This chapter is organized as follows. In Section 5.2, the proposed video coding and prioritization framework for providing QoS guarantees for MPEG-4 FGS
video streaming traﬃc delivery over a heterogeneous DiﬀServ/DVB/UMTS network is presented, in which key components such as the scalable video coding and diﬀerential forwarding across diﬀerent heterogeneous network domains, including ﬁxed and wireless/mobile networks are employed. The testbed conﬁguration details for the media delivery experimental studies and the results of these studies are discussed in Sections 5.3 and 5.4, respectively. Finally, Section 5.5 draws conclusions and discusses directions for further work and improvements.
5.2 Proposed Arrhitecture
The proposed framework is focused on the integration of rate allocation within MPEG-4 FGS video streaming; prioritized packetization based on content and heterogeneous QoS-aware network systems for providing end-to-end QoS over IP/DVB/UMTS systems. The proposed framework is shown in Figure 5.2.
This work deals with the following key components: (1) scalable source encoding with constant quality rate allocation, (2) prioritized packetization, and (3) diﬀerential forwarding across heterogeneous network domains. They are brieﬂy
• Scalable Coding with rate allocation The video sequence is encoded using MPEG-4 FGS codec, where the estimated minimal bandwidth, provided by the network monitoring system, gives the rate constraint for BL. Then the rate-allocation module scales the EL stream based on the feedback of the available bandwidth, to preserve constant quality by referring to R-D samples, produced by the video analysis of the video sequence.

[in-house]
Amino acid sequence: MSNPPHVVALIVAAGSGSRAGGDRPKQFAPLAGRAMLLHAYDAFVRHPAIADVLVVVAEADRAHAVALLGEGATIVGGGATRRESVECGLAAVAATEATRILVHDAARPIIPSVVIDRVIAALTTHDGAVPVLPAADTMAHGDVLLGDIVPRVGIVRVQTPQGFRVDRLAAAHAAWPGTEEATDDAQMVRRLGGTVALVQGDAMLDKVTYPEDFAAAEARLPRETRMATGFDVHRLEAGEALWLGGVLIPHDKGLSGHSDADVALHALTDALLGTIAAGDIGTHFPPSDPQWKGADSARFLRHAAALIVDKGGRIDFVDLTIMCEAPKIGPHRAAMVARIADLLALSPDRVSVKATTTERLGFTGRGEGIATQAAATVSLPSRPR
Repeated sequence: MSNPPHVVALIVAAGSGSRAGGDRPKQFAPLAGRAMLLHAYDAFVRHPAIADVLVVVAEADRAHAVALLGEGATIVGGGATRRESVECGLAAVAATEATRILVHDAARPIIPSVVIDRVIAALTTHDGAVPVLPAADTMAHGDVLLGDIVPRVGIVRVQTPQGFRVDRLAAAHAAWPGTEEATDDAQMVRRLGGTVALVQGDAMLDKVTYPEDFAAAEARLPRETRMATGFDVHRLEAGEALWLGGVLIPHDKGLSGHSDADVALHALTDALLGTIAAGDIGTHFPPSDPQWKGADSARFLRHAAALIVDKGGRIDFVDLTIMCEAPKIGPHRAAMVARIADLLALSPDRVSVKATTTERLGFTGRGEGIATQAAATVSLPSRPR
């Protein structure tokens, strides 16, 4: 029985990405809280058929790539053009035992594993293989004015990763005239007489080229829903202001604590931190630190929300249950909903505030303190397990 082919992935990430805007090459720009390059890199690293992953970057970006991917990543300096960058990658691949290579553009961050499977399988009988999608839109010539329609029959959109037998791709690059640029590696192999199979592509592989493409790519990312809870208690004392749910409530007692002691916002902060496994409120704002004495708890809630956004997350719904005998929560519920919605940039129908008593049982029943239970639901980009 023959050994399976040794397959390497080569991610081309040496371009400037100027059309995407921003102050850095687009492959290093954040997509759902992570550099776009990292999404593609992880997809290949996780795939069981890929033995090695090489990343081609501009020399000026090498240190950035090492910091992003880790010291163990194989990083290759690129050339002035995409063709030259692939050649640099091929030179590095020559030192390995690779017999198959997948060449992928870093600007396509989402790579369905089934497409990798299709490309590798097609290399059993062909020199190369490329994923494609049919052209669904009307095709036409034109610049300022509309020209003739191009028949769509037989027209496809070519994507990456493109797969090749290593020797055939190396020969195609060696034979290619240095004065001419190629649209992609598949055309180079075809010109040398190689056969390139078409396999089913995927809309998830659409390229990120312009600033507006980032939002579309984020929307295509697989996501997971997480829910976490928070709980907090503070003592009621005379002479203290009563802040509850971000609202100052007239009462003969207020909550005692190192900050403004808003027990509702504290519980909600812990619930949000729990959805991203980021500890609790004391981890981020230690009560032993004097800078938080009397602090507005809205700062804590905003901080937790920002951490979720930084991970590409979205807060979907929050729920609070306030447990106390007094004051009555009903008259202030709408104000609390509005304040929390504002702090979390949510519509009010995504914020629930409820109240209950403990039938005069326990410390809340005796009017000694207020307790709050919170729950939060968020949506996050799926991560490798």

• Prioritized Packetization Fixed length packetization scheme is adopted, to packetized BL and EL bit-streams, as proposed by MPEG-4 . It applies priorities based on the loss impact of each packet to the end-to-end video quality.
• Diﬀerential Forwarding - The focus of network-level QoS mapping is to ensure the vertical QoS continuity across diﬀerent network domains. Basically, the application, network, and data link layers are involved in this mapping. The main motivation is to assign diﬀerent priorities to parts of a video bit stream that represents the content on the application layer. The BL in case of scalable bit-stream, is regarded as most important for the decoding process and, therefore, should be transmitted with a higher priority than less important EL, and so on. These priorities at the application layer are then mapped to diﬀerent Diﬀerentiated Service Code Points (DSCPs)  at the network layer. That is, packets containing important parts of the bitstream receive a higher packet priority than packets containing less prioritized parts. This can be realized by using diﬀerent QoS classes that diﬀer only in the drop probability (e.g., AF11 for high priority packets and AF12 for low priority packets). These diﬀerent priorities at the network layer may be mapped to QoS mechanisms available at DVB BM virtual channels and the UMTS traﬃc classes. UMTS oﬀers four diﬀerent classes, which can be used for service diﬀerentiation between real-time traﬃc (e.g., video streaming) and best-eﬀort traﬃc. Authors propose the mapping of DSCPs to the BM virtual channels and UMTS traﬃc classes in order to ensure the vertical QoS continuity across diﬀerent network domains.